I traveled alone for this liveaboard experience with WC Divers which had quite a history and many good reviews. I can only say this: Too many of you are easily impressed.....
While the boat and thai crew were satisfactory (cabins are cleaned, comfortable, food is ok etc), the diving and the dive guides left much to be desired.
The Diving - The Similans were a big disappointment. Generally when you dive with current, you expect to see quite a lot, especially pelagics, rays, sharks, large schools etc. There was hardly anything. This is evident from the video taken by the videographer (at THB3000, a little too rich for me). The video, though high quality, often had to focus on the divers rather than the marine life, because there was so little of it. Local operators in Khao Lak explained to me that there is a lot of illegal fishing in the marine park and that is the main reason for the disappearance of the larger species, and the general decline of the marine ecosystem. The only site worth diving is Richelieu, which remains quite well preserved. Good coral and fish species, and somewhat comparable to other well-known sites in Malaysia/Indonesia/Philippines, otherwise to be very honest, I've seen more in 1 dive in other places compared to 14 dives on this trip. To be fair, if you are into underwater formations, this trip will please because the topography is quite impressive, but if you're fighting a current, you don't have much energy to look at it.
The Dive Guides - They were not particularly friendly with the exception of the only asian, Cam. They didn't mingle much with the guests, which were comments by others on the trip. I actually don't mind this, what bothered me was the way the dives were conducted. We were reminded that Diving is an extreme sport (DUH!), but that the dive co has a reputation and a high regard for safety. I didn't find this to be completely true. Here are some examples:
55 yr old diver who hasn't dived in some years, struggled at the Koh Bon West Ridge, a dive well known for strong currents. Diver gave the guide the not OK sign, Guide did not properly assess the diver's physical/mental state and continued the dive to the exit point (in very very strong current).
Same guide, on another dive (I believe it was a Richelieu); we were given instructions to alert the guide at air=70bar. The diver (a lady) was banging on her tank while the group was fighting the current to get back to the exit line, 200 divers on the site were all looking at the group but the guide kept swimming ahead. In strong current, the diver made it back with only 20 bar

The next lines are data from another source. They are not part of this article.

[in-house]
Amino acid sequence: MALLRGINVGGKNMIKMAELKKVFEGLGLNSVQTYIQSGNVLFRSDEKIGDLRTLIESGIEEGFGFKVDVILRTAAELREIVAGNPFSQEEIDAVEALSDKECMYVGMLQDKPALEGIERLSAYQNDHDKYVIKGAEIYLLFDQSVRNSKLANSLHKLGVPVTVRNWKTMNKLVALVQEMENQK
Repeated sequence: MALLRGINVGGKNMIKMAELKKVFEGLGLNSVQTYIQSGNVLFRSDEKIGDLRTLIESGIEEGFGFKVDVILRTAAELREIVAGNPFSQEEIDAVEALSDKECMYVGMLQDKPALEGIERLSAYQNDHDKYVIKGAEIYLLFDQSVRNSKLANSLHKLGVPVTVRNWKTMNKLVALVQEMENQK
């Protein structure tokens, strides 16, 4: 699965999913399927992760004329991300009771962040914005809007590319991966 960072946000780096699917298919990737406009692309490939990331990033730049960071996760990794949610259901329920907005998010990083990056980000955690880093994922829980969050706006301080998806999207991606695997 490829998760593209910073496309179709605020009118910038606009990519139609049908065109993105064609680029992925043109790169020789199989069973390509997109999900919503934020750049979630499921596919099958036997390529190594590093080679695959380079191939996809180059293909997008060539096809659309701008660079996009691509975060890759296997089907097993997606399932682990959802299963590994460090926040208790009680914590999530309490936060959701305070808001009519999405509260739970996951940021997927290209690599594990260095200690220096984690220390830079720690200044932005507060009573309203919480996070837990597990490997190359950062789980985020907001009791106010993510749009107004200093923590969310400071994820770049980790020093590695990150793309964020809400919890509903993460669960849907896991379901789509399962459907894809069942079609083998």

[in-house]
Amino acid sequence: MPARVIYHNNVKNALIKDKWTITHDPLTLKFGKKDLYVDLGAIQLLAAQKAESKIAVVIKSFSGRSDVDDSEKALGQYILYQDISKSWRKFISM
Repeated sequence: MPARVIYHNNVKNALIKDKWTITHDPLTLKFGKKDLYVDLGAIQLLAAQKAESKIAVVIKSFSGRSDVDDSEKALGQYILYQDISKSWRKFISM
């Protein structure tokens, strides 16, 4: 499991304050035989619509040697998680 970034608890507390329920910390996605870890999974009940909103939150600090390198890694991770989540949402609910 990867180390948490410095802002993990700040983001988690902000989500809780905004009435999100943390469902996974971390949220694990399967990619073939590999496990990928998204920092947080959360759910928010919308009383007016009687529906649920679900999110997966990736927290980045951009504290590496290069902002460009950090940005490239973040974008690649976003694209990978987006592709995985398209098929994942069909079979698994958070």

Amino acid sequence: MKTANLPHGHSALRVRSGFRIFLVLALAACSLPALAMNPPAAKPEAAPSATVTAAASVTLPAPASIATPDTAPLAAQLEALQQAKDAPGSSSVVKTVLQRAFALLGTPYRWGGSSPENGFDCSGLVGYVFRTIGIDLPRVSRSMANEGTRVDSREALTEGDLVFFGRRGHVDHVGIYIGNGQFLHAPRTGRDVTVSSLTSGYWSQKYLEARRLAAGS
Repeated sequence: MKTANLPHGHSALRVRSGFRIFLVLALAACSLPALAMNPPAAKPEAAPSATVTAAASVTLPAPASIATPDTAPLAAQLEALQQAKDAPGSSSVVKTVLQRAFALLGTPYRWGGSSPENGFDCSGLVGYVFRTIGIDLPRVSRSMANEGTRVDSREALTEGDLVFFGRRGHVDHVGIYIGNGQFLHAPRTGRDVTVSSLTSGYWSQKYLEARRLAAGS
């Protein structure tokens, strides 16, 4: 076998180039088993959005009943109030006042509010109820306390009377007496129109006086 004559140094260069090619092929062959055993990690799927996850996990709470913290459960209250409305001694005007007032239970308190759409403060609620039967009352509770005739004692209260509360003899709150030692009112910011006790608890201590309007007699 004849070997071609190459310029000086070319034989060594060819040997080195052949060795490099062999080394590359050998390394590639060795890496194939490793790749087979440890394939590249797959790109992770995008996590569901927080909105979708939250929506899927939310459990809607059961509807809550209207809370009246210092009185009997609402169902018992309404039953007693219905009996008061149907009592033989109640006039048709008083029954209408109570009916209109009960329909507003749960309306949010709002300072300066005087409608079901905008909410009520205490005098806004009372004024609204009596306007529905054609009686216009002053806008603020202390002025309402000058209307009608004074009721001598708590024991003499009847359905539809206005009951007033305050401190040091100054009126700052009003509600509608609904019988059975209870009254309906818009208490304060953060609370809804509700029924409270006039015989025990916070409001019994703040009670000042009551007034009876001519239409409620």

The above 2 cases reflect the obsession that WC Divers have to make it to the exit point every single time! No effort is made to escape or swim with current. At some sites (Bon/Tachai/Richelieu), it seems like that's all we did. Current is a natural phenomenon that all divers expect, but usually or rather in my experience, good guides plan the route so that you dive with the current and exit wherever makes sense, or when divers start to get tired/low on air. It makes for enjoyable relaxed diving, with the guide showing guests the different marine life. WC Guides just brought us to entry, took us for a swim and then made us get to the exit. There was hardly any time given to just poke around and spot the marine life. Sure it was safe, but it wasn't much fun.
One last experience took the cake. On the last day at a wreck dive (muck bottom, 10m viz at best) close to Khao Lak, I was truly appalled with what happened in my group. We were ascending along a mooring line from 15m depth when I had reverse block in my ear. After clearing my block, I looked up the line and the entire group (including the guide had disappeared). I didn't panic as I had maybe 70bar left, and I calmly did a swimming safety stop up to around 5m when I found the group hanging onto another line (I spotted 3 when we were dropping in, and guessed they must have moved). When I asked the guide why he left me behind, his response was that I had been following behind the whole time. Had I been less confident or calm in my situation, or if I was low on air, or couldn't ascend in time, I could have been in real trouble.
I've decided to leave this review after much consideration because I do hope the crew of the Pawara are not adversely affected. They depend on business to eke out a living, but I urge WC Divers to take a good hard look at themselves and try to improve. Until then, my sincere advice to would-be customers is - try someplace else.
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